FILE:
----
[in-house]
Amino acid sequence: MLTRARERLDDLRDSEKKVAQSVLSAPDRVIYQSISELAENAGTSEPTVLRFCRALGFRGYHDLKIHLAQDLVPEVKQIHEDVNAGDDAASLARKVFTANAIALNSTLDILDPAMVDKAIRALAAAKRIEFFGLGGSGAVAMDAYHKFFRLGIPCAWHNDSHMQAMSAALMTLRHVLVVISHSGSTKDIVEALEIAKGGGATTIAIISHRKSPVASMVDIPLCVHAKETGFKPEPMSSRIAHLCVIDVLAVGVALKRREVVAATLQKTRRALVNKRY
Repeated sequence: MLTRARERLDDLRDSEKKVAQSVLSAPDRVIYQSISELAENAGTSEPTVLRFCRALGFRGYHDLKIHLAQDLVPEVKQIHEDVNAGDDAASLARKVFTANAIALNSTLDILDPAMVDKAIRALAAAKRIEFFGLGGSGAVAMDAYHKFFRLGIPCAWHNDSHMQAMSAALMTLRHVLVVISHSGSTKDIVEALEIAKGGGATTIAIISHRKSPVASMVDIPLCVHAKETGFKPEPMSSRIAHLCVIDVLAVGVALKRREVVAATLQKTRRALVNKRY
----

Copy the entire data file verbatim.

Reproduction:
[in-house]
Amino acid sequence: MLTRARERLDDLRDSEKKVAQSVLSAPDRVIYQSISELAENAGTSEPTVLRFCRALGFRGYHDLKIHLAQDLVPEVKQIHEDVNAGDDAASLARKVFTANAIALNSTLDILDPAMVDKAIRALAAAKRIEFFGLGGSGAVAMDAYHKFFRLGIPCAWHNDSHMQAMSAALMTLRHVLVVISHSGSTKDIVEALEIAKGGGATTIAIISHRKSPVASMVDIPLCVHAKETGFKPEPMSSRIAHLCVIDVLAVGVALKRREVVAATLQKTRRALVNKRY
Repeated sequence: MLTRARERLDDLRDSEKKVAQSVLSAPDRVIYQSISELAENAGTSEPTVLRFCRALGFRGYHDLKIHLAQDLVPEVKQIHEDVNAGDDAASLARKVFTANAIALNSTLDILDPAMVDKAIRALAAAKRIEFFGLGGSGAVAMDAYHKFFRLGIPCAWHNDSHMQAMSAALMTLRHVLVVISHSGSTKDIVEALEIAKGGGATTIAIISHRKSPVASMVDIPLCVHAKETGFKPEPMSSRIAHLCVIDVLAVGVALKRREVVAATLQKTRRALVNKRY